Nina Berenato is Fearlessly Designed
As the artistic visionary behind collections with names like Warrior, Shaman’s Trance, and Hidden Universe, jewelry designer Nina Berenato is not afraid to share the significance she finds in powerful women and cultures throughout history. When asked what makes her jewelry special, she says, “I try to create something that makes a woman feel really powerful, really capable. I create pieces that do more than spruce up an outfit when you wear them. I try to give women jewelry that really makes a statement for them both internally and externally.”
Nina has set out to create the jewelry that she wishes existed. The popularity of her work, which has been featured in fashion magazine staples such as Vogue and ELLE, is definitely scratching the market’s itch for fresh, alternative, bold designs that are meant to be noticed. But her work isn’t just about being bold—it goes far deeper than that; even a casual glance at her collections online (www.ninaberenato.com) reveals lessons in Russian architecture, the San Bushmen of the Kalahari Desert, modern art and ancient Greece. Her newest collection, Lumiere, celebrates the color spectrum and reflections of light. She utilizes pastel quartz and prismatic shapes to represent the behaviors of scattering beams of sunlight.
Underneath the surface of this heady, smart, inspired artist, however, beats the heart of a true—if unexpected—entrepreneur. “I was never like; I’m going to be an entrepreneur. I’m going to be a business owner. Instead, I was more like, I’m going to make these things. I just wanted to be in the studio, making things, nonstop. The second I realized that some stores might want to carry my line, I had to switch focus and think about this as a business. Once that happened, my whole mentality changed. When I realized there was a demand for what I was making, and an interest, I became addicted to the business side. Now, I have less and less time in the studio. I get more and more excited about things that I never thought I would be excited about, like reaching these challenges in marketing, or hiring.”
Her Austin store showcases her personality, in a renovated 1959 Airstream Bambi that she’s fashioned into a unique boutique at The Picnic on Barton Springs, where you can meet her dog, Sunshine, and make your own custom charms. It is a popular stop for women who want to feel empowered and emboldened by their accessories, but her first trade show experience at Capsule in New York didn't necessarily indicate success was in her future. “Most people wait a few seasons after they've made a good body of work to hit the marketplace but I didn't. I took my first eight pieces to market and nobody bought it that first season. It was devastating, watching people just walk past. So I watched and learned. First of all, I set up my table and immediately realized that I was way out of my league. My table looked like a craft show table. Everybody walked past it. Nobody stopped. But I was able to at least see what I needed to be. The next time I did a trade show, it was with one of the most successful collections that I'd ever made. That was in my second season. It was called Semantic, and I still carry it and it still sells like crazy.”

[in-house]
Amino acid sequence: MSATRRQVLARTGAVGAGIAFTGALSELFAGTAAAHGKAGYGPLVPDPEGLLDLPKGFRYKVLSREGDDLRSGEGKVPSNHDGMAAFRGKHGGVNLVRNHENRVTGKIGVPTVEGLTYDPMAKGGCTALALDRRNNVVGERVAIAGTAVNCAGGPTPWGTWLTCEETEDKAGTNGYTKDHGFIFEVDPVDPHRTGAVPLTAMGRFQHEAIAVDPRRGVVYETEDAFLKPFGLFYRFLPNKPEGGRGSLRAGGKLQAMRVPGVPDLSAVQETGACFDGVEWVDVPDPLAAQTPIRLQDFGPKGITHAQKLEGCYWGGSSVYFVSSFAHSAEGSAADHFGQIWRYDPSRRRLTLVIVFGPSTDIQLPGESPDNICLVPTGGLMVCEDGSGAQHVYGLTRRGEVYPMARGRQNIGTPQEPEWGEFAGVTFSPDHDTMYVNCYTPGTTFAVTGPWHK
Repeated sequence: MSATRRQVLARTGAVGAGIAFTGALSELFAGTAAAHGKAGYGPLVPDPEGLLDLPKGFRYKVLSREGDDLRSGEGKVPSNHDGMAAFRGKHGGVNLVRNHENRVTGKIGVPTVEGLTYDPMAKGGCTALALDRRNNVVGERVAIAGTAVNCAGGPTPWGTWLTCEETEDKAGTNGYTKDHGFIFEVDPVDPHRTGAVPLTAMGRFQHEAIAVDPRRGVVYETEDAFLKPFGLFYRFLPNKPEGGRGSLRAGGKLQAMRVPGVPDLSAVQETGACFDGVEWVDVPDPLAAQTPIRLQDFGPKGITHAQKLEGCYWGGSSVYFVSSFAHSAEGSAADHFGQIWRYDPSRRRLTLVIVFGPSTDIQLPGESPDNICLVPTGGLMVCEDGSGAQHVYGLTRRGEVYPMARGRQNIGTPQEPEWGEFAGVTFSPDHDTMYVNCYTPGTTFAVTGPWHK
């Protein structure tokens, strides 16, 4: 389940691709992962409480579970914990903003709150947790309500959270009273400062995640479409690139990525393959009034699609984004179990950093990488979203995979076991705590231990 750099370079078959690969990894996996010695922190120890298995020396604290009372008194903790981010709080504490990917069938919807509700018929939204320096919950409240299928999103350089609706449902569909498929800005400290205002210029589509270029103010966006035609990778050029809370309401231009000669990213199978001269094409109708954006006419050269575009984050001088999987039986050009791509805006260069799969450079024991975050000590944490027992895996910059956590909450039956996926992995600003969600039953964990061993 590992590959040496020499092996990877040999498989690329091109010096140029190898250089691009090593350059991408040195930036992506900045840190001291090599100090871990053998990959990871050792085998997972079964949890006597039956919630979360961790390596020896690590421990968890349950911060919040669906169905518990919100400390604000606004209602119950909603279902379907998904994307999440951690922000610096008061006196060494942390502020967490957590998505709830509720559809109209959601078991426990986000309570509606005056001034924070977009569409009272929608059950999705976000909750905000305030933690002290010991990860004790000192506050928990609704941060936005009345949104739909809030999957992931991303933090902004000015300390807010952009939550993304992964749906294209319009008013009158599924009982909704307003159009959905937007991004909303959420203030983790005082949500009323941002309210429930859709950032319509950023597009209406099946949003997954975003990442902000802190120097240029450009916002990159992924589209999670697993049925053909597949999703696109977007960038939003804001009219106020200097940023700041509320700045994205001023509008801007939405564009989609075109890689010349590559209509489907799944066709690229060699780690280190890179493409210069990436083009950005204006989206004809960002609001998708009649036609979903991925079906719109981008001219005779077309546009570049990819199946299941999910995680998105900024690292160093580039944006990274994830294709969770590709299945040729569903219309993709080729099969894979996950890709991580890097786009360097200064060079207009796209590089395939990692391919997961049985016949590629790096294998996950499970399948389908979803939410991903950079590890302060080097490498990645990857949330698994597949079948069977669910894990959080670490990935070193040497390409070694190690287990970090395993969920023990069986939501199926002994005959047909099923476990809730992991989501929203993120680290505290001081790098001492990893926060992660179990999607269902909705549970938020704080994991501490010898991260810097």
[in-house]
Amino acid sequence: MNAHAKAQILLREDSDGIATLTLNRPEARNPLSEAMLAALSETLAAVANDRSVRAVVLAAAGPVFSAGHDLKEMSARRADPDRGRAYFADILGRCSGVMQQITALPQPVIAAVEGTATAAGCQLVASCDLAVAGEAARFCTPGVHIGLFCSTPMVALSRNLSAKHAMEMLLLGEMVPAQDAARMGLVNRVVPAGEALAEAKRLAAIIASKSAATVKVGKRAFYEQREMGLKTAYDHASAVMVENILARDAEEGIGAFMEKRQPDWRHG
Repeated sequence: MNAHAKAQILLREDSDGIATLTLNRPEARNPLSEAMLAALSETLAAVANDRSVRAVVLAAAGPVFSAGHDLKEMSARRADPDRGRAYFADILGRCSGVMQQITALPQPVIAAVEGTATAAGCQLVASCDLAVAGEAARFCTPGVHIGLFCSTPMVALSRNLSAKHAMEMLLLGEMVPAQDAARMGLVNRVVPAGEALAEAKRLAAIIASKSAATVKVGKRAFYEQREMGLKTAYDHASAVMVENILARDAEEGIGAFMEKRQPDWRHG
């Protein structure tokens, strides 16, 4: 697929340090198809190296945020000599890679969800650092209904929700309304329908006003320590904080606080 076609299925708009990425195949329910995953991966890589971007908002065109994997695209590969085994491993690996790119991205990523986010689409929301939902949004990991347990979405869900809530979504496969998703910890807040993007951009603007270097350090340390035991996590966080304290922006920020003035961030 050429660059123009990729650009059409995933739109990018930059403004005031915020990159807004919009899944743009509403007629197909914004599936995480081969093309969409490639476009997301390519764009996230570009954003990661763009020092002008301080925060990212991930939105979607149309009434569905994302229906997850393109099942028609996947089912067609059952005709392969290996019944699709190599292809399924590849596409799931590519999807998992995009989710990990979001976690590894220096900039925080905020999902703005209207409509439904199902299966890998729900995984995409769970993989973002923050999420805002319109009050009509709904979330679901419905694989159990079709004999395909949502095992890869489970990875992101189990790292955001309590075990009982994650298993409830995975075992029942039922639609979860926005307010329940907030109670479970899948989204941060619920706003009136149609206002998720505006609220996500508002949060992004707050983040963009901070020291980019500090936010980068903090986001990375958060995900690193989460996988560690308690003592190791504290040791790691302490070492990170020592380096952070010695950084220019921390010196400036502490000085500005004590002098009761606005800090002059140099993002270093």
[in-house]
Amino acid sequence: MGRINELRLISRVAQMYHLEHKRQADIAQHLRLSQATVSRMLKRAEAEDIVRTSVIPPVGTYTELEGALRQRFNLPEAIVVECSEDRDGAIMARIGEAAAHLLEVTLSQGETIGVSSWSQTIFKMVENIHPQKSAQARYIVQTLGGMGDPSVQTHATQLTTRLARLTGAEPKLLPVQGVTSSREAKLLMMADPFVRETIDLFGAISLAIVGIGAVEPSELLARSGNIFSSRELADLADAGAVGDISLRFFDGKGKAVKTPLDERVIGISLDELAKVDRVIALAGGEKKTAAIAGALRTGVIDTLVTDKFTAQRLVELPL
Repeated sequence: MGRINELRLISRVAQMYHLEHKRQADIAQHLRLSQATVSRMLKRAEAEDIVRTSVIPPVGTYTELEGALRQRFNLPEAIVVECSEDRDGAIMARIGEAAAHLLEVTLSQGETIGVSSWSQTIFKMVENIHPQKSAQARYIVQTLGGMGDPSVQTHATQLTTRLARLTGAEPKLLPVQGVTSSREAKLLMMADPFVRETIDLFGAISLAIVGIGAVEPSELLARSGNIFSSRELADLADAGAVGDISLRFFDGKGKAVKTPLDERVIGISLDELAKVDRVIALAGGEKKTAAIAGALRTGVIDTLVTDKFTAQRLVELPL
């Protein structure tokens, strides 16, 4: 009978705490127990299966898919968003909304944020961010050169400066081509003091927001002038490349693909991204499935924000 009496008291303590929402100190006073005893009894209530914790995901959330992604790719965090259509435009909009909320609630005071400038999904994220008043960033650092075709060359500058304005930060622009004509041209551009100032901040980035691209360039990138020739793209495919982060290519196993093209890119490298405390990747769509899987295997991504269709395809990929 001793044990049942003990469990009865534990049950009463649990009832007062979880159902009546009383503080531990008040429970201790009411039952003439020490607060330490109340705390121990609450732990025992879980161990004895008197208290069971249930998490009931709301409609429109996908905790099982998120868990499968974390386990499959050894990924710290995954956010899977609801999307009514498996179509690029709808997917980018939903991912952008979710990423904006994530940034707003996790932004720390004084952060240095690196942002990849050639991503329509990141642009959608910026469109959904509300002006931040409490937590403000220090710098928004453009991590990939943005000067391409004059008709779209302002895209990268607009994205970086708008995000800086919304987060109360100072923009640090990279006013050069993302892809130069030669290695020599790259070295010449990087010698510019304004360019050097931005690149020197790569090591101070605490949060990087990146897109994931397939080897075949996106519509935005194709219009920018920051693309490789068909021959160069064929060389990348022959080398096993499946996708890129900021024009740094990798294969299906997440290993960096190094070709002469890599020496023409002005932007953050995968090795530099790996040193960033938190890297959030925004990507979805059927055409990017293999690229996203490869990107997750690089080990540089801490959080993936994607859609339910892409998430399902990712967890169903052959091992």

If she sounds fearless—heading to a trade show with little experience and just eight of her first pieces—it’s because she very often is. “Sometimes I think that I should be more afraid, but I'm not. I have had so many failures, so many times where I feel like I've really just jumped right into a black hole with no return. I'm bummed about it for five seconds, then I just move on. My bigger fear lies in disappointing people with the designs. I have so much focus every season to try and make something better, to come up with something that really pushes me. I really look for something that clients will be obsessed with. I'm fearful that I maybe I'll create something that will let them down. When I think about spending money or taking risks in the business side, those things don't scare me. I'm not afraid of failing in that aspect. I know there will always be another route I can find that will get me to meet my goals.”